Gloucester Road. And lo and behold, further up the street I was pleased to find a companion piece by the same artist, hereafter known as the “Gloucester Road fish dauber”. This one is gracing the boarded-up doorway of a derelict public toilet.

Whitecross Square

2 11 2009


It seems to be a little quirk of Cheltenham streetnames that most of the places called Something Square are not actually Squares at all. This is true of Whitecross Square, which is decidedly unsquare and is in fact merely street-shaped. In most other instances there was an original intention to create a square, thwarted in mid-build by lack of funds or changes of circumstance. In the case of Whitecross Square however, there is no obvious evidence that it was ever intended to be anything other than what it is – a short cul-de-sac. It’s hidden away off the narrow northern end of Naunton Lane.

The 1834 map shows the area of Naunton Lane and Thirlestaine Road in undeveloped form, mostly fields and market gardens with only a few houses. Whitecross Square was apparently not in existence then, although the short row just above the “Pit” may be the start of it. By the time of the 1841 census however, the street was very much in existence and fully occupied, so it must have been built between those two dates. The References section of the map covers up a lot of the surrounding area.


1834 map. The road “from Leckhampton” is the Old Bath Road. Park House is shown already built on what is now Thirlestaine Road.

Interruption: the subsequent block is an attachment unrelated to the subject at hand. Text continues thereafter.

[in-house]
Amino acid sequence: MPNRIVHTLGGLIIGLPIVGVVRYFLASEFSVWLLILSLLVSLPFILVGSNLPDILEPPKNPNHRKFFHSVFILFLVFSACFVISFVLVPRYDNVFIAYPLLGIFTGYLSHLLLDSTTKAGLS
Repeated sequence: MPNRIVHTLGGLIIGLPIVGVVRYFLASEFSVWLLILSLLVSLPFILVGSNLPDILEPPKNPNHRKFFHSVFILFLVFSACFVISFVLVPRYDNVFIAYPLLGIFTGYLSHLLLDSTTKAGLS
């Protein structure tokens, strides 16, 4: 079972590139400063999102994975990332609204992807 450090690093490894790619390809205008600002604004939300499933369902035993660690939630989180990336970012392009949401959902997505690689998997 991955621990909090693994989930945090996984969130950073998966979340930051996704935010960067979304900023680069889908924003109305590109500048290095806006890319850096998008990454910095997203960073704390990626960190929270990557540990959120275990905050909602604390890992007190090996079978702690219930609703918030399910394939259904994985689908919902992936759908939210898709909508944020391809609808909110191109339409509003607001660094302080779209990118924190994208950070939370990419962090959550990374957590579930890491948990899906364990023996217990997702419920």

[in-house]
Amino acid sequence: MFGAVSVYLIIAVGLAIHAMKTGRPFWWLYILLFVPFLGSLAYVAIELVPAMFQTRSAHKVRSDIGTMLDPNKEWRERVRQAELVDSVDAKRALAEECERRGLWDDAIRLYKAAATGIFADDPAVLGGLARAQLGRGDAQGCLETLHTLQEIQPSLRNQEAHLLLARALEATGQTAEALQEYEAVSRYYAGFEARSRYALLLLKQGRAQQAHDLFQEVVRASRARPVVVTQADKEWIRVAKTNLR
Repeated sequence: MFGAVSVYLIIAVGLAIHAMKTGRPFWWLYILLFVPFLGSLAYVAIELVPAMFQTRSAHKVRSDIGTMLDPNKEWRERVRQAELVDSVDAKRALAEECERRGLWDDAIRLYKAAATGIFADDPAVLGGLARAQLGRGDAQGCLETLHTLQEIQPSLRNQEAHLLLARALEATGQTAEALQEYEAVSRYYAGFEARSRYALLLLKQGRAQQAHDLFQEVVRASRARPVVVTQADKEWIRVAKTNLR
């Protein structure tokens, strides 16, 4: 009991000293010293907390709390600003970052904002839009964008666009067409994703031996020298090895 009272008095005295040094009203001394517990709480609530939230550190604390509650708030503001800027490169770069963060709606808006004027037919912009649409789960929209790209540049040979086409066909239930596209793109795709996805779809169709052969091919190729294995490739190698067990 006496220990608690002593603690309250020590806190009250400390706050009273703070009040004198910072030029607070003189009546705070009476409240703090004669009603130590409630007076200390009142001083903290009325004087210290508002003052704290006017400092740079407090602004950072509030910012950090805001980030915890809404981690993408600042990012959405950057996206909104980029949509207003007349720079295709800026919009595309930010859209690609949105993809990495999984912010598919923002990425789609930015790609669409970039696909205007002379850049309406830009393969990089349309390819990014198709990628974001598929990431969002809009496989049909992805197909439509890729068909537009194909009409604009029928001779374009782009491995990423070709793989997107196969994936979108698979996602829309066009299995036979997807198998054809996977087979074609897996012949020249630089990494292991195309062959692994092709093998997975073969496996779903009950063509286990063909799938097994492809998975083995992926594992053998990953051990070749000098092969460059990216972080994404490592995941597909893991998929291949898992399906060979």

1883 map, with the houses of Whitecross Square marked in red. By this time a lot of the familiar houses and streets were in place. Naunton Park is also marked here, but it isn’t quite the same area as the present day public park, which was opened later, in 1893.

The name Whitecross perpetuates an old field name in the Naunton tithing. There is a reference in a local newspaper to White Cross Field in 1809, but where the name originally came from is not clear.


Whitecross Square is in an expensive and prestigious part of Cheltenham, but it didn’t start out that way. The 1841 census shows that the street’s early residents were tradespeople and it was very much a working class area. Gardeners, shoemakers, brickmakers and bricklayers, plasterers and masons, carpenters and painters made up the population, presumably making their living from the huge surge in building work going on around Cheltenham at that time. Many of the wives worked as laundresses, which was among the lowest occupations available to women and usually an indicator of relative poverty.


The vicinity of Whitecross Square is apparently also the source of the Westal Brook, a small stream which once marked the boundary between Cheltenham and Leckhampton but is now mostly culverted.


New Penny: update

25 10 2009

A year or two back I wrote a piece called Doomed: The New Penny. This is an update on the site’s redevelopment.